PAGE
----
Vous avez récemment expliqué que «l’incantation liberté, égalité, fraternité» masque, en France, la «réalité de la vie» pour les femmes et hommes «non-blancs». C’est-à-dire ?

    Il existe un silence en Europe sur les questions raciales, qui s’exprime de différentes façons. La classe politique, à droite comme à gauche, est terrifiée à l’idée que les questions de races et de cultures puissent être une ligne de division à travers leurs territoires. Or, et c’est en partie ce qui se passe en France, c’est bien une question d’origine qui se pose. En France, ces questions sont dissimulées. La gauche française concourt particulièrement à ce silence : à ses yeux, le problème des quartiers est une question de classes ou de pauvreté. C’est en partie vrai, mais pas seulement. Y-a-t-il, en ce moment, des jeunes, pauvres et blancs qui descendent dans les rues ? Ceux qui descendent dans la rue en ce moment en France réclament d’être traités comme des hommes et des femmes français de souche sans être identiques. L’establishment politique français est d’une absolue suffisance par rapport à la tradition républicaine, lorsque cela consiste à croire que vous pouvez imposer l’uniformité à chacun. Ça ne marche pas?

    Le Monde du 12/11/2005
    WEEK-END REDOUTÉ
    La sécurité a été renforcée à Paris pour le week-end du 11 novembre de crainte de “descentes” de casseurs.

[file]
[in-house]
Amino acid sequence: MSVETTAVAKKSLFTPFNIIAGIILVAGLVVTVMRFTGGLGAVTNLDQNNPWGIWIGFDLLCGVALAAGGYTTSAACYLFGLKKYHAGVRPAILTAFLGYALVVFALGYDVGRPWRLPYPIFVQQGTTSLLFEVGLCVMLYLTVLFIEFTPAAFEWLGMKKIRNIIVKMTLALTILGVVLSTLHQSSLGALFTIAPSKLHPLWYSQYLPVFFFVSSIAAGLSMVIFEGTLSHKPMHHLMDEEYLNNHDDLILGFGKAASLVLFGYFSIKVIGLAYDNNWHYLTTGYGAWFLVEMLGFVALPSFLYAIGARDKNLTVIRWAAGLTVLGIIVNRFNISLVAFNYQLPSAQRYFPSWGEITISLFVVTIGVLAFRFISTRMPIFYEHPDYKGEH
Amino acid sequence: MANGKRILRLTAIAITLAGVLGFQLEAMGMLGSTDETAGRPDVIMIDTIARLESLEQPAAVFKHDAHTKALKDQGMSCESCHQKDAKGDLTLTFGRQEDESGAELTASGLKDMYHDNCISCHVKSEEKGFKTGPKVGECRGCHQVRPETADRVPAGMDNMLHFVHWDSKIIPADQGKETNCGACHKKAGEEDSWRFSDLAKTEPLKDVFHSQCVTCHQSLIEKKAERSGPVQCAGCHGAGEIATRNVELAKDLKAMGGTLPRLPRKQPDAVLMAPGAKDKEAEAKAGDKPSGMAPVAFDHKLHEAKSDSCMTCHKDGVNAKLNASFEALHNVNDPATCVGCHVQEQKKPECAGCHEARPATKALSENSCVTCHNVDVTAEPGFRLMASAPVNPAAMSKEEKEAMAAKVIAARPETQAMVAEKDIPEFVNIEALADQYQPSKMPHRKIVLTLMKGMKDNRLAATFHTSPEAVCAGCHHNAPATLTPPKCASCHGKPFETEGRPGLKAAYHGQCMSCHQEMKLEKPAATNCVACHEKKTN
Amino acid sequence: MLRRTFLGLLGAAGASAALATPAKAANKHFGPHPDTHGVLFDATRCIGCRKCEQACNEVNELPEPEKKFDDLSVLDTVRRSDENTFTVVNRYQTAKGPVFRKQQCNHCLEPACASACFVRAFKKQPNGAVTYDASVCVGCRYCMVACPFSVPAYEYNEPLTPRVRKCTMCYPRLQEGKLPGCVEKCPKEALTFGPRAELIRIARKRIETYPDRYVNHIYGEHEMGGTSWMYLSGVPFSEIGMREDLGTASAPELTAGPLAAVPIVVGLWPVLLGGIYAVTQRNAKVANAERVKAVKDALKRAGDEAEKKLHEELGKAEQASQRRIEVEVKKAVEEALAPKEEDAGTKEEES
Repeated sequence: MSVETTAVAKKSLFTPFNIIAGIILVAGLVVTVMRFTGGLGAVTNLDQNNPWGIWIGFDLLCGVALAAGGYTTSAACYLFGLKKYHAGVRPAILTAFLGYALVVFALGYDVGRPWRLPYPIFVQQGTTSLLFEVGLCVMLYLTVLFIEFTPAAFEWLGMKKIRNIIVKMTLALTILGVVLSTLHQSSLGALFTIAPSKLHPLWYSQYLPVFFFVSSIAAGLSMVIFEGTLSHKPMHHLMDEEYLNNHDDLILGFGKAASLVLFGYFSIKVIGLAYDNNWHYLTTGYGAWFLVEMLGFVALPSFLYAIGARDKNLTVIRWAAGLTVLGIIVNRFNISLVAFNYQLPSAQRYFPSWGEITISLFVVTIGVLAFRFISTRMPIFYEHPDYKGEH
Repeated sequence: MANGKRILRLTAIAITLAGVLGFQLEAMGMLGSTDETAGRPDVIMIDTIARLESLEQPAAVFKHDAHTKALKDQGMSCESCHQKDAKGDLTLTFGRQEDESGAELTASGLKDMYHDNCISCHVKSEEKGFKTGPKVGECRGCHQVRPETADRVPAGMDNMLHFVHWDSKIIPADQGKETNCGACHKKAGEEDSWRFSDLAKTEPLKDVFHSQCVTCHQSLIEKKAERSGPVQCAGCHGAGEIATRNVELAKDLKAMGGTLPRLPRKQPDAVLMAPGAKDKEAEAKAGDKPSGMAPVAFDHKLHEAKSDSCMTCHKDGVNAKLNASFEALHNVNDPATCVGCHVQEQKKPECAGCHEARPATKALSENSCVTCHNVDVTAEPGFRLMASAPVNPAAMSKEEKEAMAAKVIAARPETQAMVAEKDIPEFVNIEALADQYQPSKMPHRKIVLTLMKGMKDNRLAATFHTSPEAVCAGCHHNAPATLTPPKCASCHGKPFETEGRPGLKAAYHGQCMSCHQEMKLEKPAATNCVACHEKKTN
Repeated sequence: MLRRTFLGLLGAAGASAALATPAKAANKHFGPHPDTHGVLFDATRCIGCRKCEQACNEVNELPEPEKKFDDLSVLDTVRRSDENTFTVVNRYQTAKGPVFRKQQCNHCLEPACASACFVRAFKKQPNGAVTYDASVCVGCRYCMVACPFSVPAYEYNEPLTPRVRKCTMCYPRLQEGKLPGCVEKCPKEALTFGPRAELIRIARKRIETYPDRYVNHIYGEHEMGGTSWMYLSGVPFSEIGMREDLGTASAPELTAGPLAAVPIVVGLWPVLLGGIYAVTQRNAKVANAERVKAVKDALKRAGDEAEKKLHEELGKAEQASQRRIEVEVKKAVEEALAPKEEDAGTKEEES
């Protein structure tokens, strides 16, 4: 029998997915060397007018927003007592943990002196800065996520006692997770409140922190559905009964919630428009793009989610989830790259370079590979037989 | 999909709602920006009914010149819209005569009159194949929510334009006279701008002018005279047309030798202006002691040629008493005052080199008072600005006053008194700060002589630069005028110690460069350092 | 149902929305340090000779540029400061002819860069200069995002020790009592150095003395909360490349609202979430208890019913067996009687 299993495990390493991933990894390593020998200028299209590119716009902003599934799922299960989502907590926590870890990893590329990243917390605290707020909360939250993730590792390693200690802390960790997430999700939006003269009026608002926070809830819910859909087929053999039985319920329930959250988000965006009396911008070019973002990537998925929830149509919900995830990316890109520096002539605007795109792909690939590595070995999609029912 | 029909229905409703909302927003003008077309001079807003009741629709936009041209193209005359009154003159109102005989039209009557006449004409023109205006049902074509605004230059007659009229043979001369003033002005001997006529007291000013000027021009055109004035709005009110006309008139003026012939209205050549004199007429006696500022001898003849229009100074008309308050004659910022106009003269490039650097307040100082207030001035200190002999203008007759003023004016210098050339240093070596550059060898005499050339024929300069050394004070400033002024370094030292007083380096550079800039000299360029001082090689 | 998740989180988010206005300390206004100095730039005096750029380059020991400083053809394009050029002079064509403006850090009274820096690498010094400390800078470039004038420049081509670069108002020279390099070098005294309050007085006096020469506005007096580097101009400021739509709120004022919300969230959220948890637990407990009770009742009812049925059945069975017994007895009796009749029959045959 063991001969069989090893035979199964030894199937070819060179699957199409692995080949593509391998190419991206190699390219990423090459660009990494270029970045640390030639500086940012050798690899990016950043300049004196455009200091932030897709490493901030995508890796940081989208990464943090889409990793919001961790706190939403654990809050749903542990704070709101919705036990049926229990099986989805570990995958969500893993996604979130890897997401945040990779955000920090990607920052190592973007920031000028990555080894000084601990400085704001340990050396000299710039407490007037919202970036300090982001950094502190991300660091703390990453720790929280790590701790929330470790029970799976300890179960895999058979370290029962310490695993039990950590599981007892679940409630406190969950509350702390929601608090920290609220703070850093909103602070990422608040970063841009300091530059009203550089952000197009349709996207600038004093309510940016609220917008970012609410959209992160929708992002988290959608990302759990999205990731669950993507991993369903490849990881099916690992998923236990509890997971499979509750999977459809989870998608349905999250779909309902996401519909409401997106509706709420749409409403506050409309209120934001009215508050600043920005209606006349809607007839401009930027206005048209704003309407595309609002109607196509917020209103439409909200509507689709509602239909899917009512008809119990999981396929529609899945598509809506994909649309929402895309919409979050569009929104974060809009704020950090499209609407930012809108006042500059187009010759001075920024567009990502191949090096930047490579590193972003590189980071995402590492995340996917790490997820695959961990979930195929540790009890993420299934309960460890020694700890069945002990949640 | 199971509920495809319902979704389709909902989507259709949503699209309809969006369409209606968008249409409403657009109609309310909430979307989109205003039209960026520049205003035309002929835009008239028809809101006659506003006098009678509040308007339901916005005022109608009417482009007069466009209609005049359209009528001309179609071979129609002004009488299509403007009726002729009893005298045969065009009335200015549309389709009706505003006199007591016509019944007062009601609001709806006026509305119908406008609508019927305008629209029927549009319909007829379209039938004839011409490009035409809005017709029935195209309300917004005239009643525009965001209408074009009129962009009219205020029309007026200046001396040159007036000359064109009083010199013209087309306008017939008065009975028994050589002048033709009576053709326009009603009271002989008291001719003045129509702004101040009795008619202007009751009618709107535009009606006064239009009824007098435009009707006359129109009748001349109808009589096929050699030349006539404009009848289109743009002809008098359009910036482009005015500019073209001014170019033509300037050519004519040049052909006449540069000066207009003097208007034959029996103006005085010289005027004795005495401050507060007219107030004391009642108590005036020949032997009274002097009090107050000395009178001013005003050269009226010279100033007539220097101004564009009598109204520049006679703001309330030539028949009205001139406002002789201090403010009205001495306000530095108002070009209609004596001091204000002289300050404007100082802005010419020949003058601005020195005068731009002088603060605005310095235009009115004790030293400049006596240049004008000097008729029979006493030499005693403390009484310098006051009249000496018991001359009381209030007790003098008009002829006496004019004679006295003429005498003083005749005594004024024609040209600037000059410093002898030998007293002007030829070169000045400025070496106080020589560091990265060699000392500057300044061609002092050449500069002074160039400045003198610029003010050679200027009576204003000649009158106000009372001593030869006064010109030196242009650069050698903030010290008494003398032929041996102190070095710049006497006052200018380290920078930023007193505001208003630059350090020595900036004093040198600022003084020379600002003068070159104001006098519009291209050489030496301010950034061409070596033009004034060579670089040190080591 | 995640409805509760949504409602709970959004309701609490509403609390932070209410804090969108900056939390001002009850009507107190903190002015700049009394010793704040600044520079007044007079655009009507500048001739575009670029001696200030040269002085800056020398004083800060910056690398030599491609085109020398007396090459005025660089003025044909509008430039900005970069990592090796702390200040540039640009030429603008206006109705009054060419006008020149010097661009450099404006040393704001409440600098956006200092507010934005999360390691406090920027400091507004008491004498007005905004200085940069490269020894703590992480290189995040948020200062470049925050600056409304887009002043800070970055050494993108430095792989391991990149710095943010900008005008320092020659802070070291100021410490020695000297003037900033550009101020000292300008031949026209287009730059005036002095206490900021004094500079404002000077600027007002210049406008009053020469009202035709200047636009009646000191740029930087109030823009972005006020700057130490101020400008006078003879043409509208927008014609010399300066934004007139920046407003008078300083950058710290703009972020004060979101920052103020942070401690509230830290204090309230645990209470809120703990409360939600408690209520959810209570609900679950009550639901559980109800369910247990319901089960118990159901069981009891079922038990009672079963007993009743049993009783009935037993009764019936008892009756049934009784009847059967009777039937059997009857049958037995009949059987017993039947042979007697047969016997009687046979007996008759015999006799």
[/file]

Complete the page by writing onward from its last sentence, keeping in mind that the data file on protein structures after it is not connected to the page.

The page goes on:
Le préfet de police a décidé d’interdire les rassemblements “de nature à provoquer ou entretenir le désordre” dans la capitale de samedi 10 heures à dimanche 8 heures, à la suite d’appels à des “actions violentes” sur Internet et via des SMS.
    Les lignes de transports en commun menant à Paris, en particulier le réseau RER, font l’objet d’une surveillance renforcée.
    Au total, quelque 3 000 hommes sont mobilisés dans la capitale pour ce long week-end qui fait figure de test pour les forces de l’ordre.

    L?Express
    Accalmie relative dans les banlieues, sécurité renforcée à Paris

    vendredi 11 novembre 2005, mis à jour à 21:51
    Accalmie relative dans les banlieues, sécurité renforcée à Paris
    _______
    Reuters

    Des incidents ont éclaté vendredi en fin de journée à Toulouse (Haute-Garonne), où dix véhicules avaient été incendiés à 19h00, selon la préfecture de Midi-Pyrénées.
    Une marche silencieuse est prévue samedi à Toulouse entre le quartier populaire du Mirail et le centre-ville.
    Par ailleurs, un policier a été placé vendredi en détention provisoire et quatre autres ont été placés sous contrôle judiciaire pour des violences sur un jeune homme lundi à La Courneuve (Seine-Saint-Denis), a-t-on appris de source judiciaire.
    Huit policiers avaient été suspendus pour cette “bavure”, filmée et diffusée sur France 2. Les trois autres policiers ont été remis vendredi en liberté.
    A Paris, les forces de l’ordre font montre d’une “extrême vigilance” dans l’éventualité d’incidents?

  4. […] by American coverage of the suburb riots in 2005, which did its best to portray what was clearly a socio-economic problem into some sort of Muslim uprising. (Mark Steyn, for example, idiotically wrote of the […]

  5. […] by American coverage of the suburb riots in 2005, which did its best to portray what was clearly a socio-economic problem into some sort of Muslim uprising. (Mark Steyn, for example, idiotically wrote of the […]